Bicyclists generate $1 million a day for Iowa's economy - KWWL - Eastern Iowa Breaking News, Weather, Closings

Iowa bicyclists generate $1 million a day for the state's economy

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CEDAR FALLS (KWWL) -

This time of year, the owner of Europa Cycle & Ski in Cedar Falls spends a lot of time focused on the ski-side of his business; but lately, Russ Clarke said the cycle-side of things is cranking up sales year-round.

"Ten, 15, 20 years ago it was very unusual. I could probably count on one hand the number of people that were dedicated commuters, dedicated lifestyle riders. Now it's hundreds. It's increasingly common to see that year-round," said Clarke.

This week the University of Northern Iowa released a new study about the impact of bike riding on the state's economy. Researchers say, commuters are now generating more than $50 million annually, and riders, as a whole, spend a great deal more each year.

"The direct and indirect impact of bicycle related activities related to recreation bicycling is about $364 million a year," said Dr. Sam Lankford, the program director for UNI's Sustainable Tourism and Environment Program.

That works out to about one million dollars each day. Plus, bikers say, they'd ride more -- and spend more -- if there were more trails available.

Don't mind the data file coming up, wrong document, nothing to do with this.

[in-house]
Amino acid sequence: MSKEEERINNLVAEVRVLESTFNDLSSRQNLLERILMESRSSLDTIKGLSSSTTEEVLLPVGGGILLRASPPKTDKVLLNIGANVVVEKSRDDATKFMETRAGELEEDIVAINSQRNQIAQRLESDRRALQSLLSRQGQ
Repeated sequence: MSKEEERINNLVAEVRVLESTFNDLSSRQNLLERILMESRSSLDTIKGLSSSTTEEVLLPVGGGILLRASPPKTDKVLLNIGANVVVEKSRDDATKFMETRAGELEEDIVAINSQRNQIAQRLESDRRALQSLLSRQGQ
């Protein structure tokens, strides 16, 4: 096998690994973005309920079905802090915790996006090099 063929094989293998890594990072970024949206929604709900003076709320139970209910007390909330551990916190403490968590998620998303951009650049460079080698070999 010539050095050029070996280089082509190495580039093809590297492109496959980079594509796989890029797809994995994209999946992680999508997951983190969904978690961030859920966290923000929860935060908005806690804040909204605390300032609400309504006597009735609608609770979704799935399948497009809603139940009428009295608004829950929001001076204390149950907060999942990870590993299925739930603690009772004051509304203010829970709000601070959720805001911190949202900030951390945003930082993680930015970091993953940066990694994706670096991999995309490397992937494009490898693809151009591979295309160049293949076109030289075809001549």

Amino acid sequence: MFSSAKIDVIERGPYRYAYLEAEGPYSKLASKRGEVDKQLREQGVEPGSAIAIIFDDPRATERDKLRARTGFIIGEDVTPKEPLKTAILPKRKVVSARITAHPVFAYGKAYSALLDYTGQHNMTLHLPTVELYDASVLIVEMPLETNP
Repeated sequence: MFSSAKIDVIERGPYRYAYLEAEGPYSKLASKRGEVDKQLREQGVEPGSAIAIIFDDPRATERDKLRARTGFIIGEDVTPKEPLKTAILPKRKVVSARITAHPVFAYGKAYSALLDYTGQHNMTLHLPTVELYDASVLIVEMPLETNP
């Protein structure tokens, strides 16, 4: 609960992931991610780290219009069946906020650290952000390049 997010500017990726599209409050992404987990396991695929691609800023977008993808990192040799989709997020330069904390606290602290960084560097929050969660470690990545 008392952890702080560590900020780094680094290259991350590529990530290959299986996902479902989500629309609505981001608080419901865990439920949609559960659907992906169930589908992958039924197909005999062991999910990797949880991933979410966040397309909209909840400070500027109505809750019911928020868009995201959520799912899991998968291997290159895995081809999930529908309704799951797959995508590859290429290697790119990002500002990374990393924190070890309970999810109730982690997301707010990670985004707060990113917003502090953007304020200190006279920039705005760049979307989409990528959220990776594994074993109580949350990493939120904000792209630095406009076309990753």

"If communities invest in bicycle related facility there is a return on the investment," Lankford said.

One of the highlights for the bicycle community in Iowa is the Cedar Valley trail system. In fact, Clarke said he's seen people come from all over the world just to ride the trails in Cedar Falls and Waterloo.

"When I have people coming from Canada, and from -- seriously -- Colorado and Montana to ride the trails, the trail system is that good!" Clarke said.

Clarke believes, other Iowa communities are learning from the Cedar Valley's example.

"There are smaller towns and larger towns that are pursuing trail systems, because it does bring in revenue and income," he explained.

It also creates a healthier population. Lankford reports Iowans who are regular riders save the state nearly $74 million each year in health costs. And that's something that benefits everyone -- rider or not.

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